I worked on this product very extensively as the head electrical engineer during my time at Facture Design. The birth of this project came from the recent legalization of marijuana in Seattle - with this came many cannibis related product ideas and investors willing to try their hand at a new market. As such, a client came to our firm proposing that we:
“create an adaptable glassware cleaning device and develop a functional proof-of-concept prototype that exists in its most basic arrangement as a pump, reservoir, tubing and fittings, potentially residing within an enclosure”
This was a fun, challenging, and interesting project as we created an over-engineered and robust device for performing the task of, that's right... cleaning a bong.
To begin the design process, we started with architecture exploration and some initial industrial design. This included examining what parts we would buy, investigating how we would clean the bong, and defining the user experience. After extensive research, we chose to utilizee a pump and solenoids to redirect different cleaning agents through the ports of the bong. An initial wash of water would flush the larger chunks off of the bong into a waste container. Following this, a cyclee of isopropyl alcohol (IPA) would disenfect and deep clean the inside of the bong. Lastly, another water rinse cycle would wash out any remaining debris and the remnants of IPA in the bong. Some of our initial sketches can be seen below.
Next, we investigated these parts, determining the minimum hardware we would need to bring this idea to life. We were able to redesign the functional parts to include just four solenoid valves, one 12 V pump, an arduino microcontrollere, 3 buttons, indicator LEDs, and some passive electrical components. Lastly, we defined what the product would look like and the user experience. Some of our initial sketches can be seen below. Three buttons are on the front panel of the device. One is a power button, one is a go button, and one is a stop button.
After this initial design phase, the team jumped straight into lean prototyping, aiming to get an initial prototype functional as fast as we could. I worked specifically on the electronics. The good news with this project was that the electronics were actually pretty basic, such that I could draw out the circuit by hand. I breadboarded an initial version getting the solenoid working through the transistors, implementing the correct light outputs, and testing the software state diagram I had coded up.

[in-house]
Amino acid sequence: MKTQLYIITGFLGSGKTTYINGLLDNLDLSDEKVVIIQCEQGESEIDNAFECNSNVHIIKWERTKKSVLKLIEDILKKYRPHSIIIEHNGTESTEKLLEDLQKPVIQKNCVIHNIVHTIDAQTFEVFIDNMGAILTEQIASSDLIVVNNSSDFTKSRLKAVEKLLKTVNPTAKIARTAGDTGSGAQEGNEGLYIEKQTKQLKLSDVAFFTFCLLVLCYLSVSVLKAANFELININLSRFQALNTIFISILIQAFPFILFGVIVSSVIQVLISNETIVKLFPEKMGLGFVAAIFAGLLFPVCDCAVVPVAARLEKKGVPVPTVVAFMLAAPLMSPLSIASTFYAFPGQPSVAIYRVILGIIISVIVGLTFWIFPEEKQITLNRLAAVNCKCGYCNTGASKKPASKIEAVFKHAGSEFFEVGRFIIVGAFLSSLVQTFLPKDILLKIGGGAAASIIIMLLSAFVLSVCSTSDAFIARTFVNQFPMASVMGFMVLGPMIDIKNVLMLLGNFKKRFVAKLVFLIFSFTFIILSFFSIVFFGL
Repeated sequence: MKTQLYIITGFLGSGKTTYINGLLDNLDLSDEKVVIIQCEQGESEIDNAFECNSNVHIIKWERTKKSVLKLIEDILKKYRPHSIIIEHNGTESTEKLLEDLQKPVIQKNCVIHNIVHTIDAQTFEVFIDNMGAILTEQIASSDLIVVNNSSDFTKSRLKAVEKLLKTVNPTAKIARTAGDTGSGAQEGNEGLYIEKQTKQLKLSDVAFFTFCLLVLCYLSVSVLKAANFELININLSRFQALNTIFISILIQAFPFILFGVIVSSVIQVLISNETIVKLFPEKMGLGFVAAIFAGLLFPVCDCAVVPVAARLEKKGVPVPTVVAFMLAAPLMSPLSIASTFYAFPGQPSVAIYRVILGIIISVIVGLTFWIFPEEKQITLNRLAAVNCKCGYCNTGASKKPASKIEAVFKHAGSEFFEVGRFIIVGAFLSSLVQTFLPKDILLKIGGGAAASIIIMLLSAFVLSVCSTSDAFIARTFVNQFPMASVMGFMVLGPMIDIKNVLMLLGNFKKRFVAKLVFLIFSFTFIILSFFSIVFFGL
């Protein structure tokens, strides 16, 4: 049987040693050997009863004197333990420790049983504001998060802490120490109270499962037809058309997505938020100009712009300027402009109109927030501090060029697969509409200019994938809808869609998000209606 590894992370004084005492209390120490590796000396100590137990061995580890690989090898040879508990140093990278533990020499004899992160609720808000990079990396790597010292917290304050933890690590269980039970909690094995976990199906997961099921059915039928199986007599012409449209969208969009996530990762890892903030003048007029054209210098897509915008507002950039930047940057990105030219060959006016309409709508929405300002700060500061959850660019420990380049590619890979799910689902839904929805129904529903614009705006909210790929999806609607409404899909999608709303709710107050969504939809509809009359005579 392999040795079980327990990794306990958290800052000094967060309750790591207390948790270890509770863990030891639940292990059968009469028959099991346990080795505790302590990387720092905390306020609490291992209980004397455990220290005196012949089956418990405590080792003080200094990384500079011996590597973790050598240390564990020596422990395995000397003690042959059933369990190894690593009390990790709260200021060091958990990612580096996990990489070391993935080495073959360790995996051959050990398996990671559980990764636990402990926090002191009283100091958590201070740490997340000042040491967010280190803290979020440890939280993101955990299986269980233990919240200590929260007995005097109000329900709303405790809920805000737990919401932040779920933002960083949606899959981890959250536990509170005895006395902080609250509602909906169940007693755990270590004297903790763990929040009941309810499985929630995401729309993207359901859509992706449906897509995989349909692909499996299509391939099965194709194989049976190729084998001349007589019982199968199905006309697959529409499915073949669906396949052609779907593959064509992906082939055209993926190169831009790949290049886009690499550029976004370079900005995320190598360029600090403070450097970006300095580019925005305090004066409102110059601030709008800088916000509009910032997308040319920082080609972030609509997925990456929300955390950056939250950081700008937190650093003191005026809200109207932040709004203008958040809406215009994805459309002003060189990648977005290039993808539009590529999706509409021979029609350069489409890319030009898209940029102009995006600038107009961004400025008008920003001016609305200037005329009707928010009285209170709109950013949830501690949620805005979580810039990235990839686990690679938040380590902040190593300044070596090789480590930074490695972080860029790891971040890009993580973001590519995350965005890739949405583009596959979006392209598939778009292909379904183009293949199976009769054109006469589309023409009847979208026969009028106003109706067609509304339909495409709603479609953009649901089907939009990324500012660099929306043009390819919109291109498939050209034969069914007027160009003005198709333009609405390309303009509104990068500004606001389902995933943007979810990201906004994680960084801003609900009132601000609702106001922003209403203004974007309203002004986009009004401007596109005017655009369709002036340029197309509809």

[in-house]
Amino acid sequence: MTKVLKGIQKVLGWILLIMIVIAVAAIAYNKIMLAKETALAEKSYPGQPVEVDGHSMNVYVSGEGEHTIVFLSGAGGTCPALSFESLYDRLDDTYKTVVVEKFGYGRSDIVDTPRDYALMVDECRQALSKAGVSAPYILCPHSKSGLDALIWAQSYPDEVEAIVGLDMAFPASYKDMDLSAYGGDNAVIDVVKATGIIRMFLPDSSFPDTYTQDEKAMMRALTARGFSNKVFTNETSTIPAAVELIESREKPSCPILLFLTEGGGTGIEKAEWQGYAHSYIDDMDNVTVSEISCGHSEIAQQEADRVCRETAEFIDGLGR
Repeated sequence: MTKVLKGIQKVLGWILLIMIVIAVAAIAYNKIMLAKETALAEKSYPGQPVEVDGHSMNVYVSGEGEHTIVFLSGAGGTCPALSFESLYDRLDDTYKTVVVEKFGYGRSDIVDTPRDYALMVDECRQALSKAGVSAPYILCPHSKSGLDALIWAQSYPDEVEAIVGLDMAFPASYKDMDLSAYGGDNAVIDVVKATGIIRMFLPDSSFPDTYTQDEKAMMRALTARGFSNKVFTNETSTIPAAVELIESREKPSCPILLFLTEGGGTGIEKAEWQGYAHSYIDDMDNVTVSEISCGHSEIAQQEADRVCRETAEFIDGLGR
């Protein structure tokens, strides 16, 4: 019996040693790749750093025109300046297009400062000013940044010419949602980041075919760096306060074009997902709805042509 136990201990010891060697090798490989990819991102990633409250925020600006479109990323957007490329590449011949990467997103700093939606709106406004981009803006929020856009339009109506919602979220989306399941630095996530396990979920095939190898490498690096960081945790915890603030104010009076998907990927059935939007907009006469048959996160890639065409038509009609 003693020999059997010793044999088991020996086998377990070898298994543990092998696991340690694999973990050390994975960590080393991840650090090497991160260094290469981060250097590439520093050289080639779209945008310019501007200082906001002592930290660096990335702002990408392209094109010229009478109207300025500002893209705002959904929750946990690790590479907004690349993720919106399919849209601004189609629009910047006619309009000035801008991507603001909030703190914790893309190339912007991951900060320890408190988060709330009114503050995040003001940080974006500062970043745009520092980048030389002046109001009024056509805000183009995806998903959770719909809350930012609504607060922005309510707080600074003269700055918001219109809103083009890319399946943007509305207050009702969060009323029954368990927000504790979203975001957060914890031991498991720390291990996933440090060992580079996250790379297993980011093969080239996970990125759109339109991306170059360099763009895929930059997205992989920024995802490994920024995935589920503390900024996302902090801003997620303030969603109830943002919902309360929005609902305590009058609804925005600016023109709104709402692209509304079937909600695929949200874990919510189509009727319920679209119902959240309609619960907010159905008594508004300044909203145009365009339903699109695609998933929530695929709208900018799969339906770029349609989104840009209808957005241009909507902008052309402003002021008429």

Next, I worked on making the circuit more robust by moving it onto a soldered protoboard, able to handle the large current of the solenoids and pump and resist a good ammount of wear and tear from jostling. I added header pins to the protoboard to inegrate the buttons and lights for modular design/hot swapping parts and XT30 connectors for reliable power to the solenoids.
Lastly, the team was able to integrate the mechanical and electrical components together and begin making the device look pretty. We added a standalone 12V power supply, a cable management system, a frosted front face, two retractable bong nozzles, and hid the three tanks (water, IPA, waste) in the back.
The most important part of the product delivery was testing and being able to show that our device worked effectively. We started testing by creating uniformly dirty glass tubes artificially. This was done with a mechanical lung and several glass tubes cut to size. These dirty tubes were tested with different duration washes in order to expirement with the effectiveness of the wash cycles.
After developing a reliable methodology, we then began to test with extreme cases of dirty bongs. Some of these before and afters are shown in the media below. As seen, our device was extremely successful in the cleaning process and proved its effectiveness and efficiency empirically.
This proof of concept device holds a lot of promise for a final product. In handing off the idea and prototype to our client, we also made somee final industrial design sketches on what the device could look like as a product.